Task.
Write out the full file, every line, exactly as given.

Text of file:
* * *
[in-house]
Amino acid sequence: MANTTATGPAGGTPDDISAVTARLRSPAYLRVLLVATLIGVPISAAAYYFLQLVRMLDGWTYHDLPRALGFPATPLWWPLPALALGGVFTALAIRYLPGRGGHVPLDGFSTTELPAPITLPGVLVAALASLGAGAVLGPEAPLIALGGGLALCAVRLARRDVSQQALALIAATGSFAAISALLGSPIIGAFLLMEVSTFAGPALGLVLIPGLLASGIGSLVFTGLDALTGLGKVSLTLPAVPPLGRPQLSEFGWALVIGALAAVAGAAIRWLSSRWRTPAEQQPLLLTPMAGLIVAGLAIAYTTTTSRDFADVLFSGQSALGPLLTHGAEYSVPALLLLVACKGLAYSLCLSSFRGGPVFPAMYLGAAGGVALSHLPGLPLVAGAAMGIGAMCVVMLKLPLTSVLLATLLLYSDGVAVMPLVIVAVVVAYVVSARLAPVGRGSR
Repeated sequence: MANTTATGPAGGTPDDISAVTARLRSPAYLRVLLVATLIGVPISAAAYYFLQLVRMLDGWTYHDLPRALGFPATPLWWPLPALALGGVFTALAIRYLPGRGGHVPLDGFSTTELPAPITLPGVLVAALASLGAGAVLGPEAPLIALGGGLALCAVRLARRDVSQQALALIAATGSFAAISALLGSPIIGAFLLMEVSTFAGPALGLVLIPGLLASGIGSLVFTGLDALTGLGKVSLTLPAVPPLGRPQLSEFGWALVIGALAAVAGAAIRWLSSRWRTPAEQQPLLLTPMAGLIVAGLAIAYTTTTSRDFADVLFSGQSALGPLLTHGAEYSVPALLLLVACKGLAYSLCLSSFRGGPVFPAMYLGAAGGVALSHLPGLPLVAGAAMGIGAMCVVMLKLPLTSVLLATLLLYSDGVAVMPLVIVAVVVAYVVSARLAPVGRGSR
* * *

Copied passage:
[in-house]
Amino acid sequence: MANTTATGPAGGTPDDISAVTARLRSPAYLRVLLVATLIGVPISAAAYYFLQLVRMLDGWTYHDLPRALGFPATPLWWPLPALALGGVFTALAIRYLPGRGGHVPLDGFSTTELPAPITLPGVLVAALASLGAGAVLGPEAPLIALGGGLALCAVRLARRDVSQQALALIAATGSFAAISALLGSPIIGAFLLMEVSTFAGPALGLVLIPGLLASGIGSLVFTGLDALTGLGKVSLTLPAVPPLGRPQLSEFGWALVIGALAAVAGAAIRWLSSRWRTPAEQQPLLLTPMAGLIVAGLAIAYTTTTSRDFADVLFSGQSALGPLLTHGAEYSVPALLLLVACKGLAYSLCLSSFRGGPVFPAMYLGAAGGVALSHLPGLPLVAGAAMGIGAMCVVMLKLPLTSVLLATLLLYSDGVAVMPLVIVAVVVAYVVSARLAPVGRGSR
Repeated sequence: MANTTATGPAGGTPDDISAVTARLRSPAYLRVLLVATLIGVPISAAAYYFLQLVRMLDGWTYHDLPRALGFPATPLWWPLPALALGGVFTALAIRYLPGRGGHVPLDGFSTTELPAPITLPGVLVAALASLGAGAVLGPEAPLIALGGGLALCAVRLARRDVSQQALALIAATGSFAAISALLGSPIIGAFLLMEVSTFAGPALGLVLIPGLLASGIGSLVFTGLDALTGLGKVSLTLPAVPPLGRPQLSEFGWALVIGALAAVAGAAIRWLSSRWRTPAEQQPLLLTPMAGLIVAGLAIAYTTTTSRDFADVLFSGQSALGPLLTHGAEYSVPALLLLVACKGLAYSLCLSSFRGGPVFPAMYLGAAGGVALSHLPGLPLVAGAAMGIGAMCVVMLKLPLTSVLLATLLLYSDGVAVMPLVIVAVVVAYVVSARLAPVGRGSR